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Teaching the Elements of Music - Form

Teaching the Elements of Music - Form http://www.connollymusic.com/revelle/blog/teaching-the-elements-of-music-form @revellestringsWhen teaching music to students, the most basic elements are classified under either timing or pitch. However, the way those elements are combined dictates the overall impression the music creates, known as form. Form is present in every piece of music. It is the comprehensive structure that orchestrates the general idea conveyed, by the specific way the elements interact.

Although anyone can appreciate and enjoy music without being able to identify the form, students who are interested in playing, composing, or studying music history must learn to recognize the form of a piece of music. Understanding form will not only help them deliver better musical performances, it will increase their listening enjoyment.

Basic Concept and Definition

Form is everywhere you look. For instance, you can recognize the form of a cat or a starfish easily upon sight; and if you see a wild lynx without knowing exactly what it is, because you are familiar with the form of a cat, you know that the animal is related in some way. However, some forms look deceptively simple. If you look at a forest from a great distance, it appears unified. Yet, when you start to explore it closer you’ll see that it is really a complex group of organisms working together in a delicate balance.

Likewise, music forms can offer amazing complexity or relative simplicity, but learning how to label (with letters) or name common forms of music is a key element in music education.


Since many people have a good idea about how popular music is arranged—the form used—these activities will build on that familiarity. It’s a good idea to refresh your students’ memories about melodic phrases and how they are identified.

Labeling with Letters

Materials: Depending on the age group and aptitude of your students, you’ll need to gather recordings (and sheet music) for various different musical forms. Some ideas include a typical (sing-able) nursery rhymes, traditional hymns or other folk songs that excludes refrains, and current (or well-known) pop songs.

Procedure: Begin by making a correlation to poetry. Explain to your students that identifying the form of a piece of music is much like labeling the rhyme scheme in a poem (e.g. aabb, abab, abcd); different sections can be labeled using upper case letters and apostrophes to indicate prmes. Play your examples, having the students listen for:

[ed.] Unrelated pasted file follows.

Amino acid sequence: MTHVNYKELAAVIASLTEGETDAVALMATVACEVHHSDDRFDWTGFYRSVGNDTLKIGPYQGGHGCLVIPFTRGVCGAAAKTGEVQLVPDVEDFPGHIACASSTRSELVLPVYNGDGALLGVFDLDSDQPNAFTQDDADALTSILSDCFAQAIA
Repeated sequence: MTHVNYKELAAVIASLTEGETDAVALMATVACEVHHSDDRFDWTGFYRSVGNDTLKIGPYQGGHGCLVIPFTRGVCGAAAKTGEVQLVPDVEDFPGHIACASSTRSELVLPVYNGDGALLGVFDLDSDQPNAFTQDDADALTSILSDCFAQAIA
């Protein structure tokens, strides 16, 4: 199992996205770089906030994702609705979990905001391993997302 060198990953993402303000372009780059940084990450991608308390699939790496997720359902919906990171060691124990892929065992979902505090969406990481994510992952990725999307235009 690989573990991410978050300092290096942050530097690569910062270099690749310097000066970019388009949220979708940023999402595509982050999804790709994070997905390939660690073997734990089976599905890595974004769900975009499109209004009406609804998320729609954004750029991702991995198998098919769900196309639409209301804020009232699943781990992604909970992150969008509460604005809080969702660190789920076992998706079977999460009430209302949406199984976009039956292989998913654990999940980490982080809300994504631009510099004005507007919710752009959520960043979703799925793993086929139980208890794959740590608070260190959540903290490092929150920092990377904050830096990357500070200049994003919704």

• Verses—same melody, different words
  • Refrains—same melody (although different from the verse), same words repeated
  • Bridge—new melody with alternate chord progression that appears later in the song, usually after the second verse and second refrain. It typically is only added once, but sometimes twice and leads back into the refrain
  • Instrumental—these parts are without vocals

While discussing the piece, direct the conversation by asking open ended questions. For example, does the piece have any of these items? Where do you notice the changes? Do the instrumental parts feature the same melody as the verses or the refrain? How are they different?

Now have your students label the music using letters for each part, adding accent marks if the part is noticeably different than its companion (multiple A section form, etc.).

Naming Common Musical Forms

Materials: You’ll need to gather music that displays the forms you want to cover with your class and create a worksheet that students can use to list the pieces according to their common form.

Procedures: Build on the previous lesson by explaining that very often, music is classified by a form “name” that has become accepted over time. Demonstrate this by explaining that the nursery rhyme is a good example of “theme and variations,” a musical piece that is much different from rondo, which follows the typical form for a pop song. Play a good selection of musical pieces that cover the forms you’ve introduced. Depending on the age group of your students, you may want to intensify this activity by including Jazz standard, ternary, dance, and sonata forms.

Further Discussion Ideas

With your older students, or those who are interested in composition, you can help reinforce the importance of form by discussing why certain sections were added and the overall impression created by the various forms. For example, what is the purpose of a refrain? What sort of impact does the slight changes to a verse do to the overall impression of the music? These questions will help solidify the purpose of form so that they will be able to translate that knowledge into their own compositions.

Teaching form to music students provides them with clear connections on how the elements of timing and pitch combine to create music.Classroom resources for teachers